Story Title: The Man Who Loved Pride And Prejudice (aka Pemberley By The Sea)
Author Name: Abigail Reynolds
Category: Pride & Prejudice
Story Url: Story Link
Alternate Url: Amazon Link
Content Rating: Mature
Length: 123,800 words
Story Summary: Marine biologist Cassie Boulton likes her coffee with cream and her literature with happy endings. Her favorite book is Pride & Prejudice, but Cassie has no patience when a modern-day Mr Darcy appears in her lab. Silent and aloof, Calder Westing III doesn’t seem to offer anything but a famous family name. But there is more to Calder than meets the eye, and he can’t get enough of Cassie Boulton. Especially after one passionate night by the sea. But Cassie keeps her distance. Behind the veneer of scientific accomplishment, wit, and warmth, she is determined to hide secrets from her past. That means avoiding men who want to get too close, especially tempting and dangerous ones like Calder. Frustrated by Cassie’s evasions, Calder tells her about his feelings the only way she’ll let him – by rewriting her favorite book, with the two of them in the roles of Mr Darcy and Elizabeth Bennet. But only Cassie can decide whether to risk her future by telling him the dangerous truth.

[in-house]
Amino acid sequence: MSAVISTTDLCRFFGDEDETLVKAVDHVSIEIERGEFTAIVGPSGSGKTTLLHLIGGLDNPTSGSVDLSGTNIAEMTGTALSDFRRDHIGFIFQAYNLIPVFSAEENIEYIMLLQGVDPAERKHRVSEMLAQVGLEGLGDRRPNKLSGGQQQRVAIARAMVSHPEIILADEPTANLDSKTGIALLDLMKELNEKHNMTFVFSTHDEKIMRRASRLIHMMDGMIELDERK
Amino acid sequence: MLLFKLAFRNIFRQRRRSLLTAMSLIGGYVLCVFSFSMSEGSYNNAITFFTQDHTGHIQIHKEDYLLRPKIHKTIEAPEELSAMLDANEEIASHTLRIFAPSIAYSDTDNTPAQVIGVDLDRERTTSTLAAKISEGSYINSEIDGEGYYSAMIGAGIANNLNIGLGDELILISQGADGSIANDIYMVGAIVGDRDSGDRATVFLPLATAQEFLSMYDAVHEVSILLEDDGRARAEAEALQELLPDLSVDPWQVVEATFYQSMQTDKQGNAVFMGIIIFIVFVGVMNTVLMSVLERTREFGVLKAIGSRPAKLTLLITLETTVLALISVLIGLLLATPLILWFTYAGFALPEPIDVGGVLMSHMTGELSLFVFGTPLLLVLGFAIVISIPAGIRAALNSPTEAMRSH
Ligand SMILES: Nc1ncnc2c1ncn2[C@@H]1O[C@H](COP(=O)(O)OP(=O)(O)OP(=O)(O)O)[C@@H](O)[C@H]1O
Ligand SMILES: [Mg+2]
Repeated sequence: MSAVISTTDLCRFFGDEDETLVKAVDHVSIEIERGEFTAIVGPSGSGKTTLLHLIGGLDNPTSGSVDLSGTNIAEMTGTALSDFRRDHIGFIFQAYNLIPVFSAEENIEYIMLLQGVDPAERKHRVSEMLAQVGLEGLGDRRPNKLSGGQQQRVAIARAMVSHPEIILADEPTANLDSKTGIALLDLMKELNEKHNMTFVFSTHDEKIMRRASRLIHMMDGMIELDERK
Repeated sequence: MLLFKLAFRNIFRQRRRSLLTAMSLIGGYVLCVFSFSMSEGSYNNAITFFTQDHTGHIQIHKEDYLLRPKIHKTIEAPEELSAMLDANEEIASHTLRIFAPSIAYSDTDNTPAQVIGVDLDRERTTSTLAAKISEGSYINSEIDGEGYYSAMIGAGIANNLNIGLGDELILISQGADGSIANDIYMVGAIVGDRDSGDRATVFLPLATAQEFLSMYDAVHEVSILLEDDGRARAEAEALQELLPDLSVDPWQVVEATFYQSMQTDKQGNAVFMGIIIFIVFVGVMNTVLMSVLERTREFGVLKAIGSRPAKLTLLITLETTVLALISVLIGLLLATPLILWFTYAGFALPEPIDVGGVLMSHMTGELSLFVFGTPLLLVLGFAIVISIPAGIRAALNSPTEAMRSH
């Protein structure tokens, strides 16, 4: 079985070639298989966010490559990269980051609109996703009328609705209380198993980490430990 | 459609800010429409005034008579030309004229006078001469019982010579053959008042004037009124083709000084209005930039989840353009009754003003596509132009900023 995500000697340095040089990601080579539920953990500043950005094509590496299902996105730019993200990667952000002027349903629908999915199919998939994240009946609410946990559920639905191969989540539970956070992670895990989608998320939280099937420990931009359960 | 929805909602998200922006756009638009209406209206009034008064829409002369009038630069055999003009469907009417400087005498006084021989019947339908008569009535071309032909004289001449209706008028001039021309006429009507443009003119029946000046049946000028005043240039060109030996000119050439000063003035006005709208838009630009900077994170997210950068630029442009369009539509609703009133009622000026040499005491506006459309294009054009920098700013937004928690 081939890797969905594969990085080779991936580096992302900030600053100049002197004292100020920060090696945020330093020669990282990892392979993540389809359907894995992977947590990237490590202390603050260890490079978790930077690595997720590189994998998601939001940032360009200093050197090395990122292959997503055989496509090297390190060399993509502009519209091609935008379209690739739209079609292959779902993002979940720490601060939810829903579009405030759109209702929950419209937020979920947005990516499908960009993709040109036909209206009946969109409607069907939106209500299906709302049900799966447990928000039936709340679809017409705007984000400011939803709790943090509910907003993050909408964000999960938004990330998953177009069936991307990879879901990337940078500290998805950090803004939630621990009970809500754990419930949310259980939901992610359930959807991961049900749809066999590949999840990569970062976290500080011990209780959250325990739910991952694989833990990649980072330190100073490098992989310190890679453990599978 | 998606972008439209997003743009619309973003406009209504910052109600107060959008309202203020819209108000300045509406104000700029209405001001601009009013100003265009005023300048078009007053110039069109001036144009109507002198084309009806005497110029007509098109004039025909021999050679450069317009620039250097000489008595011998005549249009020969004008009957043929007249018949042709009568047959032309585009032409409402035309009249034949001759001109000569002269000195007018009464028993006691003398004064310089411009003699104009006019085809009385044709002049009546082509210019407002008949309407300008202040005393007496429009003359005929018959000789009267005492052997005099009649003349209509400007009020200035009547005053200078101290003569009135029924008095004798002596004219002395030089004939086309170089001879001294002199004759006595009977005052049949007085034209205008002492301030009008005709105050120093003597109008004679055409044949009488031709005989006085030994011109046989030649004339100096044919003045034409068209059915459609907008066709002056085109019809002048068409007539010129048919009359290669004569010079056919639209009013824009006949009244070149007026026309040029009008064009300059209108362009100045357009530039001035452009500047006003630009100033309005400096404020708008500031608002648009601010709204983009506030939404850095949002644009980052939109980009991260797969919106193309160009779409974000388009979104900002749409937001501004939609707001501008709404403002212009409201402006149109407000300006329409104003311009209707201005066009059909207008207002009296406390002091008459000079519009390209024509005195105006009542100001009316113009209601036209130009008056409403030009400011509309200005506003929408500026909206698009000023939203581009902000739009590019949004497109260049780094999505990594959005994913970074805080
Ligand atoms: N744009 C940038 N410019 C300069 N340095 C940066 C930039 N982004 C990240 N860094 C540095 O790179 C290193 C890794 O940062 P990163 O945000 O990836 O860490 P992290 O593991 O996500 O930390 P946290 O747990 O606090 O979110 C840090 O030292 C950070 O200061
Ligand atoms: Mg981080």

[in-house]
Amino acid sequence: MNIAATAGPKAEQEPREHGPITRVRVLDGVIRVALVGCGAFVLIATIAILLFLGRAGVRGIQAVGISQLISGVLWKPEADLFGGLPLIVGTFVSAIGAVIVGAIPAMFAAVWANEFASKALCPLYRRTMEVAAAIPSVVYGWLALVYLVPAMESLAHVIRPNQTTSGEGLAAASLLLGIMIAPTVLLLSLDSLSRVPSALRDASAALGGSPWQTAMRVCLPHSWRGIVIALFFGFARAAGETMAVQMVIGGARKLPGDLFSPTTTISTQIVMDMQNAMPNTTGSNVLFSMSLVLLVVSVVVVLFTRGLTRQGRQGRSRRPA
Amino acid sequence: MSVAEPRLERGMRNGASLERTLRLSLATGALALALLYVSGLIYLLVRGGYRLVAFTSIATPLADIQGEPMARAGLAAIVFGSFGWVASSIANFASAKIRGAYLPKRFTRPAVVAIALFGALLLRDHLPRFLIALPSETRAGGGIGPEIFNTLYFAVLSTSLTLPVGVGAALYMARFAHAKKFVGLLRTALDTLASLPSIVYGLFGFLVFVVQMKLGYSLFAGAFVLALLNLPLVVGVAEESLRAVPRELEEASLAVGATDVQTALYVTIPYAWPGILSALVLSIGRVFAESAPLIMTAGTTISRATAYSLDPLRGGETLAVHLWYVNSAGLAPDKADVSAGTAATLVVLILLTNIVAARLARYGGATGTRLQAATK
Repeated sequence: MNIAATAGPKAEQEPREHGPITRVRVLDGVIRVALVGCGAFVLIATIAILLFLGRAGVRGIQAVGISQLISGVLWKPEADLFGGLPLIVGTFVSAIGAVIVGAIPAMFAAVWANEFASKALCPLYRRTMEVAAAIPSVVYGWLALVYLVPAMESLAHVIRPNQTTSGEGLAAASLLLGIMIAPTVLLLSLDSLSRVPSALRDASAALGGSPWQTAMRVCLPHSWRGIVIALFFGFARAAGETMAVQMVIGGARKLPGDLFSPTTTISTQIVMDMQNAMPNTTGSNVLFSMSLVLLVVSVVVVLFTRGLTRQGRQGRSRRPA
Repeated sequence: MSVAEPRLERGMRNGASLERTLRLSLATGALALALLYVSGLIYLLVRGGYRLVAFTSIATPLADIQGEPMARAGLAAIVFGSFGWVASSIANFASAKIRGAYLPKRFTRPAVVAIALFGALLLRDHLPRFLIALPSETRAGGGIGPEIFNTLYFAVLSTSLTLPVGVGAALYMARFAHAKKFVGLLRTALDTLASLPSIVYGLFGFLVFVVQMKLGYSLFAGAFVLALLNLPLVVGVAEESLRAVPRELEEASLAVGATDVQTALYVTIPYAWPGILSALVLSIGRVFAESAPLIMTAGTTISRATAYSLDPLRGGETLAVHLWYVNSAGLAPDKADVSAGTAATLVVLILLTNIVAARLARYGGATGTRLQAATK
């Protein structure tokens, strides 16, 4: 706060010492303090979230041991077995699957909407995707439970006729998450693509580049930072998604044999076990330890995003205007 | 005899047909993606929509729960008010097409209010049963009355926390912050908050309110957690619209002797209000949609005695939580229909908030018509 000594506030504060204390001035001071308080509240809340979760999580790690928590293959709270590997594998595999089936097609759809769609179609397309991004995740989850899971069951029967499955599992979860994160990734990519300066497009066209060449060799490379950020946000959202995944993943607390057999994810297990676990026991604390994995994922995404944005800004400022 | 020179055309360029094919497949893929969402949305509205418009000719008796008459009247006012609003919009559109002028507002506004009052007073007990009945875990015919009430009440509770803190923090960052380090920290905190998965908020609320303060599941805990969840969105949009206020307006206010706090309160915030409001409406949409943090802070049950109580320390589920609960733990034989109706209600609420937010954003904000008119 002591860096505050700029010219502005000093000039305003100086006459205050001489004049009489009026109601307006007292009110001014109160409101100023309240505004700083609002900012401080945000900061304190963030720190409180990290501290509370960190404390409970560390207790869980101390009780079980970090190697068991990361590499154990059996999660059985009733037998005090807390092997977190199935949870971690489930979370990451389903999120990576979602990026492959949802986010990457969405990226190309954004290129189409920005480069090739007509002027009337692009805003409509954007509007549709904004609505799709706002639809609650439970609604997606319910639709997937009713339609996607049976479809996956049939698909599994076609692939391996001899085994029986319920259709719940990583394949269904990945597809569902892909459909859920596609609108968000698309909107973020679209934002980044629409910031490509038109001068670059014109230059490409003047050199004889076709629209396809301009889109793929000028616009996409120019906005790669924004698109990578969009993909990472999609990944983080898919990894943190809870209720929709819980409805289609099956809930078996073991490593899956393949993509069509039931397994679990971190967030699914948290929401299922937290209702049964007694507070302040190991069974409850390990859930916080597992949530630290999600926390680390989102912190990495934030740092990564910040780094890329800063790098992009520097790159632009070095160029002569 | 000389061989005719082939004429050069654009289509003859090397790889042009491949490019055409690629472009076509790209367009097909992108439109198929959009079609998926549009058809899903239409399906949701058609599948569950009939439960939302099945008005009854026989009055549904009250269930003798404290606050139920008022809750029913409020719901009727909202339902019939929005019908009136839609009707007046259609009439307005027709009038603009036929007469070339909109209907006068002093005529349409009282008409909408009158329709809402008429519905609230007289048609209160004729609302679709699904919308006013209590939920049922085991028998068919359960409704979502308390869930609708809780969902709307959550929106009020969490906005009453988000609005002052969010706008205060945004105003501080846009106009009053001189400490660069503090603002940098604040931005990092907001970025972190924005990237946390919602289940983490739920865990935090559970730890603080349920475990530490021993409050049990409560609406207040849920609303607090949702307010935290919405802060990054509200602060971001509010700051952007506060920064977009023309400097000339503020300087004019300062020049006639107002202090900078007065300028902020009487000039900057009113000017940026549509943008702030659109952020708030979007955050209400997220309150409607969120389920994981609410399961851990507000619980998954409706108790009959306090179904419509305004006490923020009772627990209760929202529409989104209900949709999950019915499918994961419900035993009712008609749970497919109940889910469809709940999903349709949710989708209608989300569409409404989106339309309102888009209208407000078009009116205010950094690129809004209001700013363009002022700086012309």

Abigail Reynolds is one of those authors who never disappoints. I love her books. I’ve had this one on my To Read list for a few years. I initially hesitated to dive in because I wasn’t fond of modernized versions of P&P. (I’ve changed my mind on that, as is probably apparent by some of my recent recs.) I also had the mistaken impression – I don’t recall why – that this was an angsty story. It’s not. It’s inspiring, educating, emotional and romantic.
One reason I’ve not been as enthusiastic about modern versions of P&P is that I’ve seen a few which were rather light on character development and mostly just focused on the idea of how cool it would be to marry a rich man. (And yes, Fiddler on the Roof is playing in my head as I type that.) It’s not that I’m entirely opposed to a Cinderella-ish story; it’s that, for me, Jane Austen’s book was always about far more than money. It’s the character growth, the wit and the suspense which first sold me on Pride and Prejudice so many years ago. Thankfully, that seems to be what Abigail Reynolds loves about P&P, too. Although her version of Darcy is rich, it would be impossible to trivialize this book as simply being about money. I won’t attempt to encapsulate the book’s purpose, but I will say that one thoughtful point made was understanding the difference between following one’s dreams at all costs vs. deciding that a new dream is more important to one’s happiness, even if it involves seemingly sacrificial choices.